On top of this, we have a social care system that it is on its knees. Our colleagues in ADASS reported in May that almost 170,000 hours a week of home care could not be delivered because of a shortage of workers. From restricting hospital flow to demands on community services and increased pressure on primary care, this causes huge issues across the whole of the NHS. And the cost-of-living crisis is making this situation worse as local authorities are outbid by local businesses desperate for staff. The Secretary of State is right about the importance of partnership with local government, and many of you have taken initiatives to try to address the challenges faced by social care. But even the closest partners cannot work miracles. This is why, with our colleagues in NHS Employers, we have called for a higher pay increase for our lowest paid workers and for action to address social care recruitment and retention.
We must face up to the many reasons why we have seen public satisfaction levels drop in recent years
As a direct consequence of the capacity gap, the public is becoming worried and impatient. More than one in ten are waiting for treatment, many living with pain or anxiety every day. Some will be concerned carers or relatives who are unable to secure care for their loved ones. Others will be expectant mothers who are concerned about maternity services following the Ockenden Report. We must face up to the many reasons why we have seen public satisfaction levels drop in recent years.
As always happens in such times of crisis, those who have never really supported the core principles of our health service see an opportunity. Day in day out, we are seeing concerted attacks on the NHS from parts of the media, policy think tanks and from politicians themselves. ‘The public have lost faith in our NHS religion’ states one headline. ‘We’ve run out of patience with the NHS’ reads another.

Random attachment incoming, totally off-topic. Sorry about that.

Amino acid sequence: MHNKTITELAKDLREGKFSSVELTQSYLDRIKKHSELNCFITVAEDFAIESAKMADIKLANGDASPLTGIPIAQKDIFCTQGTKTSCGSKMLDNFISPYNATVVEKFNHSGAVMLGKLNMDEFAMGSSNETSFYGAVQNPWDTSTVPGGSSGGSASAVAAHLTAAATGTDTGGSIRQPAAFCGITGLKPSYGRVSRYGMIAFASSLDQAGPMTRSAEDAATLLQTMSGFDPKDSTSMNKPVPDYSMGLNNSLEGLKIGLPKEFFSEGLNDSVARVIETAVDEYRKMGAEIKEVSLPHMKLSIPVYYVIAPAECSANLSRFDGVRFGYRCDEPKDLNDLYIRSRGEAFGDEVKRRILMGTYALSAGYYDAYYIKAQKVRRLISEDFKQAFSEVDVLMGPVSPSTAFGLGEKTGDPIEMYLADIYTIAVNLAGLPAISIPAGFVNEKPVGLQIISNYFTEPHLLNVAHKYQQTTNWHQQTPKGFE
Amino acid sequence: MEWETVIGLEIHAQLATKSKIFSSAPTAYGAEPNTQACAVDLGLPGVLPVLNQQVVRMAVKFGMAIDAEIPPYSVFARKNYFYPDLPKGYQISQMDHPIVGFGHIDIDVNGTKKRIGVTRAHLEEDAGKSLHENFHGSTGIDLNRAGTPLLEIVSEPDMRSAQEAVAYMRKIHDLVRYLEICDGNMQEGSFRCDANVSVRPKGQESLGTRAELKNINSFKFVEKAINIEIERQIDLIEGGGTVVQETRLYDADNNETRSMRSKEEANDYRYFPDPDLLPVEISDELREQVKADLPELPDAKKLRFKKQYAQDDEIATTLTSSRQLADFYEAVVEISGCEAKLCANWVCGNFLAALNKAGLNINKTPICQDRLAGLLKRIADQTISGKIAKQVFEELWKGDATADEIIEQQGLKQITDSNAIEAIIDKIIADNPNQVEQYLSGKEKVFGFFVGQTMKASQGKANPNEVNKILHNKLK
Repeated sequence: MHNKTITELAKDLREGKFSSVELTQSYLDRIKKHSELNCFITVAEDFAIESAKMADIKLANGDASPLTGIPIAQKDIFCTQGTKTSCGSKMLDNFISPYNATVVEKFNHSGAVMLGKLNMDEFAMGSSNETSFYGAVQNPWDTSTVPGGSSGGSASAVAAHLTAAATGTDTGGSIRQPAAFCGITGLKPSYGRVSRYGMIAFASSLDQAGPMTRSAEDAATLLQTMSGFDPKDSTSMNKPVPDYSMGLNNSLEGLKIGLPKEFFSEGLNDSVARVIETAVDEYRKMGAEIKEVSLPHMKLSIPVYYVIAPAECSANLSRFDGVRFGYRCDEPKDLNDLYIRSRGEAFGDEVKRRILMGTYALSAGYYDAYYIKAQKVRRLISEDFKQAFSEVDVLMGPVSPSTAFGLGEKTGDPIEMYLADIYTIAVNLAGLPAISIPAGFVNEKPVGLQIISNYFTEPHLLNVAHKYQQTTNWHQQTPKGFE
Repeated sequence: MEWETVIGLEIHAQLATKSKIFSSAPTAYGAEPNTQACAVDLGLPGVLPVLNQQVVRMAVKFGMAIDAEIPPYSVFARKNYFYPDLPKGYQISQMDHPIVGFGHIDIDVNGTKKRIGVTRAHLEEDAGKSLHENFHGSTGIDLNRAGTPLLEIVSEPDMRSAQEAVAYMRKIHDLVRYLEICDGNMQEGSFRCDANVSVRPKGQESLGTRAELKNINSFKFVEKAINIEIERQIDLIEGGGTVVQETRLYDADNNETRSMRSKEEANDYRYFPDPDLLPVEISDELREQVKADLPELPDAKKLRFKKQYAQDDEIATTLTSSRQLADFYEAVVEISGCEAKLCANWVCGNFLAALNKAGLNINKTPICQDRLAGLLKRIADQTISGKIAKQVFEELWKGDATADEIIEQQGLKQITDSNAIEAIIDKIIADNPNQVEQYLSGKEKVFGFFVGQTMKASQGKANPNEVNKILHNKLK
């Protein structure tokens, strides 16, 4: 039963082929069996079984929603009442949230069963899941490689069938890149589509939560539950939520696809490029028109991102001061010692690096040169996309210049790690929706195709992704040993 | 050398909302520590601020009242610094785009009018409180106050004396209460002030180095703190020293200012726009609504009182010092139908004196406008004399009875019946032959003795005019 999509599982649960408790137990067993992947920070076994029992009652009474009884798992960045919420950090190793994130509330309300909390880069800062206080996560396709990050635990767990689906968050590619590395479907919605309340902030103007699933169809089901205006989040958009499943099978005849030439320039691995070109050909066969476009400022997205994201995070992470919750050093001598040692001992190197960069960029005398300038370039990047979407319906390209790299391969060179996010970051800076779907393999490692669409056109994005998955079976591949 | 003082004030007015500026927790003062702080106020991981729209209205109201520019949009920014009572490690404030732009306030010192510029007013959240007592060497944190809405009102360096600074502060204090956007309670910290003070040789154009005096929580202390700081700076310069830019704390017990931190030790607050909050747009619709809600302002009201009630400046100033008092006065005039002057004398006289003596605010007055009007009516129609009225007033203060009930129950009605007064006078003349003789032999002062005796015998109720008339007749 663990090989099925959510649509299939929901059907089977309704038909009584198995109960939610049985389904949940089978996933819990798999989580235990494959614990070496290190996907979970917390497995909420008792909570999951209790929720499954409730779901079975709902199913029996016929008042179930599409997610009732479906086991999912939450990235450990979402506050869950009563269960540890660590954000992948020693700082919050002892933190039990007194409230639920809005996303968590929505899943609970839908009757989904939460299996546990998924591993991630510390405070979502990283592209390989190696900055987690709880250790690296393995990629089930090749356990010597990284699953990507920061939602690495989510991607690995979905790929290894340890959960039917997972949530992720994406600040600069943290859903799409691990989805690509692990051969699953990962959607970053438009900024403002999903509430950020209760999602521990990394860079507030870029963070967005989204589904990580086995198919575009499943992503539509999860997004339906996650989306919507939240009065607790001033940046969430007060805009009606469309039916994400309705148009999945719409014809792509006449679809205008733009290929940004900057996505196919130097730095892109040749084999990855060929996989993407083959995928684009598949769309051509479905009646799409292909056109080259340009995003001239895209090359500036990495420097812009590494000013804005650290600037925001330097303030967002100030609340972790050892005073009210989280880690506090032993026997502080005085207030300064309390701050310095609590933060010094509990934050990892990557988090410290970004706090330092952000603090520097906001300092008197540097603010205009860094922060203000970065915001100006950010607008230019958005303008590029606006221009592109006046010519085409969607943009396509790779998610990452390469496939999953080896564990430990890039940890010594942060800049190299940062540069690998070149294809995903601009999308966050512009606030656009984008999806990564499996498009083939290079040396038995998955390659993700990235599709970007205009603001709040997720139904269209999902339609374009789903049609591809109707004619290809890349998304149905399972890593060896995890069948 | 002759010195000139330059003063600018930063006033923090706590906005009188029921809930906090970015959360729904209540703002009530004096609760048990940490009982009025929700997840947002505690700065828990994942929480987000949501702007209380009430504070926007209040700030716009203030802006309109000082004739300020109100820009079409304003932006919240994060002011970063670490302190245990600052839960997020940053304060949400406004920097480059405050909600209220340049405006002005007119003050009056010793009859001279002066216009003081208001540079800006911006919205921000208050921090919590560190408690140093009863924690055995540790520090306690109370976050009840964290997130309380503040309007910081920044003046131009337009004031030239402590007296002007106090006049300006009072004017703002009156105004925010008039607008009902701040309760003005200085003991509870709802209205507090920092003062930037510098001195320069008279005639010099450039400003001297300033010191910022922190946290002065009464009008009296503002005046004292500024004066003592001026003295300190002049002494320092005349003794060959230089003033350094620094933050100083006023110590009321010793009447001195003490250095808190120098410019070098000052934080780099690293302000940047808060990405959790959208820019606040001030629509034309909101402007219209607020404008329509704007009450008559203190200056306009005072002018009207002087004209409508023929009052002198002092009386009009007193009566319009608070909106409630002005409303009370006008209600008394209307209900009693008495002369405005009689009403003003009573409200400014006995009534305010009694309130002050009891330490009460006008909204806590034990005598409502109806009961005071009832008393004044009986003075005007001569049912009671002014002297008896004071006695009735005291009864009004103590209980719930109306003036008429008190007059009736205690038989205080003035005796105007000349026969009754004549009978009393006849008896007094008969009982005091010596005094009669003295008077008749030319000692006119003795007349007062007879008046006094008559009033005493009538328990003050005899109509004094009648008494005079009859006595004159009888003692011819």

Nothing is more fatal to the spirit of our staff than feeling they cannot provide the service their patients need
These factors are dangerous in themselves, but the greater peril is that they combine to form a vicious cycle. NHS staff leave, services struggle to recover, public disenchantment is exploited by the NHS’s critics, morale drops further.
Nothing is more fatal to the spirit of our staff than feeling they cannot provide the service their patients need.
This is what we face now. To deny it is an act of wilful blindness.
And yet, if we lift our gaze from our immediate troubles, beyond the hazardous waters swirling around us, there is a better future if only we could reach it.
There are concrete reasons for hope.
Our commitment to equity and inclusion. Whatever the public disenchantment with their own experience or what they hear from the media, polling shows support for the founding principles of the NHS remains undimmed.
…health policy alone cannot tackle inequality
There has been a shift in how we approach inequality. Covid taught a painful but vital lesson. The architects of the NHS believed its mere existence would end health inequality. But the pandemic laid bare the intrinsic links between health outcomes and factors such as income, ethnicity and geography. And as we recall the tragedy of Grenfell five years ago yesterday, we are at last paying heed to the voices of those like Michael Marmot who have for decades been telling us that health policy alone cannot tackle inequality.
The Secretary of State should be commended for his commitment to ending what he calls the ‘disease of disparity.’ Some of our system leaders are coping with 14-year gap in life expectancy across their own patch.
Speaking to you about your priorities, I hear a deep commitment to turn the NHS’s egalitarian principles into reality, focusing not just on access and treatment but outcomes. For example, from West Yorkshire to Coventry and Warwickshire, we see concerted action to tackle waiting lists in ways which also address inequality.
And, despite operational pressures we are seeing amazing innovation across the service, whether through better use of data, digital tools, the range of biomedical innovation. Amanda’s announcement today about cancer diagnosis is genuinely exciting and all the more powerful for the commitment to target resources at those who least likely to come forward.